I dropped out of high school at 17. It took me over 15 years to finish up a bachelors degree in English. My only reason for wanting a degree in the first place was simply to land a job that paid better than minimum wage and to stop looking and feeling like an insignificant statistic, which is every single parent’s goal and desire. I am no longer that single parent and I’m just about finished up with two masters degrees in seminary, and it will have only taken me 2.5 years, not another 15.
All that to say, I know I am not the sharpest tool in the shed. I don’t have a brilliant mind nor do complex concepts come easy for me, not just in theology, but in any subject really. Anytime things get complicated or big scholarly words are used, I get lost rather quickly. The dictionary app on my phone is my best friend. My “first language” was hood English and I had to work hard to learn how to use proper grammar. Still today I often have to ask my husband to explain commonly known idioms of the English language and when I try to use them on my own, there is a great possibility I will use them out of context, which brings him a bit of a chuckle.
It takes me several days to finish a chapter in any good theology commentary because I need to visualize the concept in my mind before I can comprehend it in my heart and that can only happen if I read paragraphs and sentences several times, sometimes using flailing hands. When theology gets really heady, my brain hurts and the author’s desire to come across as intellectual or scholarly distracts me from understanding the content.
I never had that problem with Sproul’s books or talks, though I might still need my dictionary app from time to time. The first book I read from him was What is Reformed Theology. It changed my entire understanding of what I was learning or what I assumed I knew about faith. I no longer had to piece together what this theologian said with that theologian. All the basics of reformed theology were in his concise book, bringing me great comfort, but not before challenging my very being.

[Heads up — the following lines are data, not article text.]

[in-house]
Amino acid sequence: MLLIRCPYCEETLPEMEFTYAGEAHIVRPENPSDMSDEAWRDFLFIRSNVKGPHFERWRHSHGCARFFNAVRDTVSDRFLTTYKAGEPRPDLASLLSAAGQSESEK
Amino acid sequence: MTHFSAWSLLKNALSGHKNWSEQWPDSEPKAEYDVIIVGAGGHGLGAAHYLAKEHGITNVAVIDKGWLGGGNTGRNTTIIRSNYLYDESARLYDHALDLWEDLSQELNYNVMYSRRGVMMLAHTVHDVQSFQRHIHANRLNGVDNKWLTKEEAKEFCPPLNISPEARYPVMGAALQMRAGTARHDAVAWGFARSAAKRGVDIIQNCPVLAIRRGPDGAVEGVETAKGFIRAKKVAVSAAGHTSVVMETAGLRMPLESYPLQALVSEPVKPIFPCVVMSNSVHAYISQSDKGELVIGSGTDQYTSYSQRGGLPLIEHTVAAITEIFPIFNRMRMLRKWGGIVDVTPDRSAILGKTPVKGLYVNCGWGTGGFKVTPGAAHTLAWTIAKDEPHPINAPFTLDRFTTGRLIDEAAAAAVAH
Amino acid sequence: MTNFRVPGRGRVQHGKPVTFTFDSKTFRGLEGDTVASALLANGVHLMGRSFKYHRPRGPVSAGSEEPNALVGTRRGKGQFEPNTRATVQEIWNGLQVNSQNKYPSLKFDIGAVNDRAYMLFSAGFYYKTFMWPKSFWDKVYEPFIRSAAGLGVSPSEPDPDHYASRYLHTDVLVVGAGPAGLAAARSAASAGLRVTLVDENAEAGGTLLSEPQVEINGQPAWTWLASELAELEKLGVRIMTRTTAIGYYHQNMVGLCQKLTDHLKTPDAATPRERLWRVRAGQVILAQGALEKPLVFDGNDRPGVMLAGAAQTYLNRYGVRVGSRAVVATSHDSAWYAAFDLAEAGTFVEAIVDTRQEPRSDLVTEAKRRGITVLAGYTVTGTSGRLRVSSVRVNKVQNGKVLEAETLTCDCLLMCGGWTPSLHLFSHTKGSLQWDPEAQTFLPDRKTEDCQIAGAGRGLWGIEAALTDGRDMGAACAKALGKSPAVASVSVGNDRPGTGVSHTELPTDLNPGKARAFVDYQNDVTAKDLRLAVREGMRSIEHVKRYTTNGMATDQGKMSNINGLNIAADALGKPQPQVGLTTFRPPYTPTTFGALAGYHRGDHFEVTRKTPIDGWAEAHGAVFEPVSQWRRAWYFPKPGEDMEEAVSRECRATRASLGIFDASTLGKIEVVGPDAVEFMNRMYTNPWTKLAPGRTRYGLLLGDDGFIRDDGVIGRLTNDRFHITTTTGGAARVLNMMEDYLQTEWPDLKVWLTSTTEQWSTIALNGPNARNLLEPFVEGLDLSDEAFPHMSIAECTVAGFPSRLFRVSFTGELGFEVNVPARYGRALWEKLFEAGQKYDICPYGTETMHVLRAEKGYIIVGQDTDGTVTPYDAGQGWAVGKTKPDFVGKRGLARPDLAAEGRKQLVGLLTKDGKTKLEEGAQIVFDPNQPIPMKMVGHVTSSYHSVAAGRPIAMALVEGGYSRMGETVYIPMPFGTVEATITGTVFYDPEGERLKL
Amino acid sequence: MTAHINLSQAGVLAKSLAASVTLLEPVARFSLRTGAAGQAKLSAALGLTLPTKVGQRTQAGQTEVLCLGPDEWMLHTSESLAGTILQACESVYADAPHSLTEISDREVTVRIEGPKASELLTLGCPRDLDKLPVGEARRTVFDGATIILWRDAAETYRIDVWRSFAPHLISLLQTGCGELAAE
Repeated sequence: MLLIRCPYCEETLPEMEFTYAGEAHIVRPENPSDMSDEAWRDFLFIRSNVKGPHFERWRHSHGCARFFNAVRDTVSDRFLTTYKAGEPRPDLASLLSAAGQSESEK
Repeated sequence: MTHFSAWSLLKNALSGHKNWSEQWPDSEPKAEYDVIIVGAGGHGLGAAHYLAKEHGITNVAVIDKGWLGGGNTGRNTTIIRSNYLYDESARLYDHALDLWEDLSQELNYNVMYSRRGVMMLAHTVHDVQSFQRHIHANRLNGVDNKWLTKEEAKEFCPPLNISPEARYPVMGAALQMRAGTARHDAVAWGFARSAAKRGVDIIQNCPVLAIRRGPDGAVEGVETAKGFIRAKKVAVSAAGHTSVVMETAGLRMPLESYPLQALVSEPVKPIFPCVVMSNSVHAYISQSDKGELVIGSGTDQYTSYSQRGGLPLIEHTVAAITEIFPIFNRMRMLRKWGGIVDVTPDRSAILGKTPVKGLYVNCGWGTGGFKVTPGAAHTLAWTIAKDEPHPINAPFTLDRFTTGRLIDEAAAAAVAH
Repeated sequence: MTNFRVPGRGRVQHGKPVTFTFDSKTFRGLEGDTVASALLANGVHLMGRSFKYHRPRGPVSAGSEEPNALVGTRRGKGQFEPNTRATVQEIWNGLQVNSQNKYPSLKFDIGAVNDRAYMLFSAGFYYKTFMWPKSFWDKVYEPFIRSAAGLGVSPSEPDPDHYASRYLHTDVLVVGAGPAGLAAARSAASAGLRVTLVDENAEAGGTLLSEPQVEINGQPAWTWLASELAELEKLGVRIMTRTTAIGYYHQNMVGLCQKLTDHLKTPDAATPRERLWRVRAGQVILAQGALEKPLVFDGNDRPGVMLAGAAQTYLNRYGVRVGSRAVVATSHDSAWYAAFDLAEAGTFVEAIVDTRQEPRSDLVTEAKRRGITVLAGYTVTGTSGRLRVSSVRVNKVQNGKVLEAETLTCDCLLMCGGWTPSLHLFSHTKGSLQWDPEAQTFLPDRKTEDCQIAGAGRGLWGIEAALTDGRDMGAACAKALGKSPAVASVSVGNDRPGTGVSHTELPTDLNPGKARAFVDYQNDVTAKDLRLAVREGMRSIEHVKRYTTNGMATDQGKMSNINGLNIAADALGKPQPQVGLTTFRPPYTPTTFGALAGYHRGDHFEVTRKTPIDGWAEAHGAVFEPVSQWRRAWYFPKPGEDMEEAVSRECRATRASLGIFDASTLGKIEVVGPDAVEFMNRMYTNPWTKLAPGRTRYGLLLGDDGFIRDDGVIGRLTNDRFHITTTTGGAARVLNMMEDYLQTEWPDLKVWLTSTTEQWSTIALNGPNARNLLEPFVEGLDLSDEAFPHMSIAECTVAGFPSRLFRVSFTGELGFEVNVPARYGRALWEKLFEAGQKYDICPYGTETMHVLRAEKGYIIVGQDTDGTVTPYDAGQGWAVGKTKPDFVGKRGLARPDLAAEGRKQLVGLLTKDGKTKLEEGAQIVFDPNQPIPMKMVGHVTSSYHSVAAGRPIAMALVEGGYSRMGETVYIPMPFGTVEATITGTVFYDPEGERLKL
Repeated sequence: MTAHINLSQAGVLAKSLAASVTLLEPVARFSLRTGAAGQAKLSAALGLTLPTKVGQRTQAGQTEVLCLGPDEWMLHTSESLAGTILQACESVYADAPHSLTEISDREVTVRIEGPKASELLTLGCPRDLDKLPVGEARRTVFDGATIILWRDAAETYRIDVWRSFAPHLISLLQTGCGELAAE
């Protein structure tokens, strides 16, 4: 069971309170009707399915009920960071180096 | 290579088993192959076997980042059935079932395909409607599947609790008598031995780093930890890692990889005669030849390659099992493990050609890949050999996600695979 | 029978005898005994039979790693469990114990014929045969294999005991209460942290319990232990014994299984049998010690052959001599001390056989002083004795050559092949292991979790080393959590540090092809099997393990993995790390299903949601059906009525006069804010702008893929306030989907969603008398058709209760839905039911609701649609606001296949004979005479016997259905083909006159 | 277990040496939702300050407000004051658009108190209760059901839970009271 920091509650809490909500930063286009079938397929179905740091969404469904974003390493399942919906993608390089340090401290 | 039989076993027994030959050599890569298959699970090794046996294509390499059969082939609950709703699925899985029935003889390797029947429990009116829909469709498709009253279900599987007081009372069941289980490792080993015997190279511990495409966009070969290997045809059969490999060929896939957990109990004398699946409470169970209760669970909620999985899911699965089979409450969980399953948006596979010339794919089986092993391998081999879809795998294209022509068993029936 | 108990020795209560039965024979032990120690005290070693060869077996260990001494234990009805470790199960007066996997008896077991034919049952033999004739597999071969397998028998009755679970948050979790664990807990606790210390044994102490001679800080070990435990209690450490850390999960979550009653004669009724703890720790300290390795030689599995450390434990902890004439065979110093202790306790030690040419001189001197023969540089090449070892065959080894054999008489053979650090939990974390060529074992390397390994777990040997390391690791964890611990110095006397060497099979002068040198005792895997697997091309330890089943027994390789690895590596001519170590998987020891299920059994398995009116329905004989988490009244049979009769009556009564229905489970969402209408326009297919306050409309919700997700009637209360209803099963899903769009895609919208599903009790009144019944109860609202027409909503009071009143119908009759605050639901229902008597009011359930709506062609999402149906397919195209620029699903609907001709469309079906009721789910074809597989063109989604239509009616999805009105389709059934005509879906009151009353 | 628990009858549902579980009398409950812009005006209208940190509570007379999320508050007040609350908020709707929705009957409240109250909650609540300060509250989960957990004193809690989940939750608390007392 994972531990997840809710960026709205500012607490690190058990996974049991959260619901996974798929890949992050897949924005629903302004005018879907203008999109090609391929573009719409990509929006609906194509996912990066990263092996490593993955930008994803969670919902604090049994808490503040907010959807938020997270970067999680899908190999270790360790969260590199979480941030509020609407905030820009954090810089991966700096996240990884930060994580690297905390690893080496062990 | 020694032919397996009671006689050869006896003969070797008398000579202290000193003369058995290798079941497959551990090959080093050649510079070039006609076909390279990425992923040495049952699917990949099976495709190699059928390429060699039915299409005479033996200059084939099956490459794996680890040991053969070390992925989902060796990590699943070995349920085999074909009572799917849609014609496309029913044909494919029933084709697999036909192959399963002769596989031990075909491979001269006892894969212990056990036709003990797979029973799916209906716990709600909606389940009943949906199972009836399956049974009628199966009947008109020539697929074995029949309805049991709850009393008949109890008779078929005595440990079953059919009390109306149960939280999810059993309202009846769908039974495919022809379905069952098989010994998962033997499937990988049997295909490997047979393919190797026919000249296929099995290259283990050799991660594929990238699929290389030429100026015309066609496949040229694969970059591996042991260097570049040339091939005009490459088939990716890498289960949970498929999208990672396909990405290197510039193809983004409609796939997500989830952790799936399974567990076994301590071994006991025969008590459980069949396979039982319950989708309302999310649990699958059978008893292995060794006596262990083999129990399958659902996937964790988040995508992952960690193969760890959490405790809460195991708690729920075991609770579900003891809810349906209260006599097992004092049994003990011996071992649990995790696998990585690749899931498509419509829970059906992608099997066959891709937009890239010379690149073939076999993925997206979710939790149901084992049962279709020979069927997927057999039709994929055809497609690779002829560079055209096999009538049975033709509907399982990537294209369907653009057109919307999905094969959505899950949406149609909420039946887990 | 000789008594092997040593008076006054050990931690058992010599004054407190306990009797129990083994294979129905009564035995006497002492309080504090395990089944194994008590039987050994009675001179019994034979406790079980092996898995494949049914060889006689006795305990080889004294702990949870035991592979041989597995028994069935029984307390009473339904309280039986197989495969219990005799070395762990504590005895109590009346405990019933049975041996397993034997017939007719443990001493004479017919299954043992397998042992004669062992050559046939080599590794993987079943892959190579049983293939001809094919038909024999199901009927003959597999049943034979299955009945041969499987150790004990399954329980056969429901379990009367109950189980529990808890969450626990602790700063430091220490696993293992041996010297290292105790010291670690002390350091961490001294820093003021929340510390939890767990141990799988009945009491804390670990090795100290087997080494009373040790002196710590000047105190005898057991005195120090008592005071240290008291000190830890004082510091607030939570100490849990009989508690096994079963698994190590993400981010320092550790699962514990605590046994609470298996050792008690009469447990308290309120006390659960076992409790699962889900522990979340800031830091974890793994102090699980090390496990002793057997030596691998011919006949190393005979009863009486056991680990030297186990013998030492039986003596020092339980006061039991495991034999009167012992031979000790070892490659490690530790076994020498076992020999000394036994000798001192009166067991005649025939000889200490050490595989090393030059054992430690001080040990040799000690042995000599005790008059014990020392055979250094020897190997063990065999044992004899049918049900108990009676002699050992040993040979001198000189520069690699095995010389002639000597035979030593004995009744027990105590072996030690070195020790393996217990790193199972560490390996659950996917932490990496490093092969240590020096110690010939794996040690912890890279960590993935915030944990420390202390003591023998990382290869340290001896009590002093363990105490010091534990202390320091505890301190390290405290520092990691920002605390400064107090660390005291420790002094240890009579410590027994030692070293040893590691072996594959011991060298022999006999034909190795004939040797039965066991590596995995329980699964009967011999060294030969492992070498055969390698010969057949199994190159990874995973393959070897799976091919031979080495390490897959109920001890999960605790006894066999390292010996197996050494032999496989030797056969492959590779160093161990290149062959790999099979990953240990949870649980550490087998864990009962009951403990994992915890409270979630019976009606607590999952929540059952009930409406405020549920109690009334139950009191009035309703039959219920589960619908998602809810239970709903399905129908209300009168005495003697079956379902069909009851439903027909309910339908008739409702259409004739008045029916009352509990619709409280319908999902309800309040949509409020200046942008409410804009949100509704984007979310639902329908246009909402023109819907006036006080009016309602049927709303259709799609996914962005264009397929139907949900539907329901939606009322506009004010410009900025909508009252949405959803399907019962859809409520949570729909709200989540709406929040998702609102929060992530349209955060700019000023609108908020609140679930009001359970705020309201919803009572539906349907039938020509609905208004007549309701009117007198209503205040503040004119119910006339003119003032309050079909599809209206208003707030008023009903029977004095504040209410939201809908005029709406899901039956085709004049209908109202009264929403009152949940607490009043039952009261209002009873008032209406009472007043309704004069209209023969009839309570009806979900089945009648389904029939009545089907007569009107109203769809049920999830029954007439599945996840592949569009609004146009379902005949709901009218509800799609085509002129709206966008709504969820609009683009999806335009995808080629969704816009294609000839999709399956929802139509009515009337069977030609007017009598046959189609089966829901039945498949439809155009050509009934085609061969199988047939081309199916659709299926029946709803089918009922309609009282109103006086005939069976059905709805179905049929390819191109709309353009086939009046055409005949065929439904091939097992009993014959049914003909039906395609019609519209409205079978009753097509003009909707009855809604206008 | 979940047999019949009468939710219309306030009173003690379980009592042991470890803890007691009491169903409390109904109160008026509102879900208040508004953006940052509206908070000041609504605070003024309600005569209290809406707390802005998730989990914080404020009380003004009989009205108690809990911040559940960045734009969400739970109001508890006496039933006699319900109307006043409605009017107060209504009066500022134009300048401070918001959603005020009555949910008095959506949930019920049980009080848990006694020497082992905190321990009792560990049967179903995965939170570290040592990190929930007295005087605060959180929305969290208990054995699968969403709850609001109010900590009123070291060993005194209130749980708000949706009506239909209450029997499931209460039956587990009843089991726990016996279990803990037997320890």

I finally learned that “once saved always saved” actually meant perseverance of the saints, which Sproul calls a bit misleading. He states in his book that he preferred to use the word “preservation” and that we are only able to persevere because God first preserves us, and none of us, not even the most disciplined saint this side of heaven has the internal fortitude to persevere on his or her own. It is God’s very grace in love that keeps us tethered to him, literally preserving us for his purpose and glory.
It took several months for me to accept that doctrine. I prayed and wrestled with God at great lengths to help me understand it. I cried often when alone. I reflected and replayed in my mind the day I got saved and dissected it, to no end, asking myself, “did I choose God in that moment, on that day, or did he choose me, before the foundations of the earth, and simply chose that day to finally ‘close the deal’?”
This reality pushed me to think about who I was in the world and in God’s church. It was easy it was for my modern Latina American sensibilities to assume I had made changes to my life for God and it was going to take an act of God to make me see otherwise. Sproul’s second book, Chosen by God, taught me something different.
1) Choosing God allowed me to be the keeper of my own destiny. It helped me remain self governing, autonomous. However, Sproul taught me that God cannot be sovereign if I continued to believe I was autonomous. Any God with that kind of power and overarching control was a bit too intrusive, too powerful, too sovereign. I grew fearful. Anxiety rose up in my heart because it meant that I had to trust God wholly and completely, and I fought it. When one’s testimony is not boring and there are many things in one’s past that felt too scary to reconcile God’s sovereignty with, well it was challenging, to say the least. Sproul wrote that for many, God’s sovereignty typically comforts Christians but it did the opposite for me. I wanted to be the one responsible for my changed life, not God. Slowly, through much wrestling, I began to understand that sovereignty meant that God is the supreme authority in heaven and earth and that all other authority, like my own, is significantly less or in reality, non-existent.